Australian spookhaus busted for warrantless tap of own phones

Australia's Inspector-General of Intelligence and Security (AIGIS) has found that the nation's Australian Security and Intelligence Agency (ASIO) spied on itself in contravention of local laws.
The Inspector-General's Annual Report [PDF] lists breaches of Australia's Telecommunications (Interception and Access) Act (TIA). The most comical breach played out as follows:
“ASIO intercepted, without warrant, calls made from one of its own regional offices due to a technical error. The data was deleted and processes put in place to ensure it does not happen again.”
In one breach of local laws, in this case the ASIO Act that governs the agency's operations, “an incorrectly configured device collected data that was not covered by a warrant over a period of several months.” The data was deleted.

Humans are 'an infection' and Ebola is Earth's immune response to consume all the human 'meat'


Anti-Alzheimer's Weapon: Walnuts?

New research on walnuts and the fight against Alzheimer's disease

Animal study reveals potential brain-health benefits of a walnut-enriched diet

Folsom, Calif., (October 21, 2014) – A new animal study published in the Journal of Alzheimer's Disease indicates that a diet including walnuts may have a beneficial effect in reducing the risk, delaying the onset, slowing the progression of, or preventing Alzheimer's disease.

Research led by Abha Chauhan, PhD, head of the Developmental Neuroscience Laboratory at the New York State Institute for Basic Research in Developmental Disabilities (IBR), found significant improvement in learning skills, memory, reducing anxiety, and motor development in mice fed a walnut-enriched diet.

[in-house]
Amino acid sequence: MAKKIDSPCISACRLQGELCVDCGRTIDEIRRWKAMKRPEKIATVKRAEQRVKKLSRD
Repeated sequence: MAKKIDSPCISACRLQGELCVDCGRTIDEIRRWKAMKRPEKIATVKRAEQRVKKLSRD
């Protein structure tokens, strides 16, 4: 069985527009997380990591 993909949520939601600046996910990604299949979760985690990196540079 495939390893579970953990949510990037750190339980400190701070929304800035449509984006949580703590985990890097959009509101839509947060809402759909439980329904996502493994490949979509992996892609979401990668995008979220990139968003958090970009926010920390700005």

The researchers suggest that the high antioxidant content of walnuts (3.7 mmol/ounce)1 may have been a contributing factor in protecting the mouse brain from the degeneration typically seen in Alzheimer's disease. Oxidative stress and inflammation are prominent features in this disease, which affects more than five million Americans2.

"These findings are very promising and help lay the groundwork for future human studies on walnuts and Alzheimer's disease – a disease for which there is no known cure," said lead researcher Dr. Abha Chauhan, PhD. "Our study adds to the growing body of research that demonstrates the protective effects of walnuts on cognitive functioning."

The research group examined the effects of dietary supplementation on mice with 6 percent or 9 percent walnuts, which are equivalent to 1 ounce and 1.5 ounces per day, respectively, of walnuts in humans. This research stemmed from a previous cell culture study3 led by Dr. Chauhan that highlighted the protective effects of walnut extract against the oxidative damage caused by amyloid beta protein. This protein is the major component of amyloid plaques that form in the brains of those with Alzheimer's disease.

FEDS USE NEW 3-D PRINTER TO CREATE BOMB-SNIFFING ARTIFICIAL DOG NOSES

Bomb-sniffing dogs (and their noses) have for some time been part of federal efforts to detect drugs and explosives at airports and other checkpoints.
Now, a new $228,977 3-D printer will churn out some of the best artificial dog noses anywhere.
Because dogs are precision sniffers able to distinguish odors from a greater distance than ordinary vacuums, scientists at the National Institute of Standards and Technology wondered how much the shape of the creatures’ noses factored into their skill.
The researchers began 3-D printing anatomically correct artificial noses modeled after a female Labrador retriever.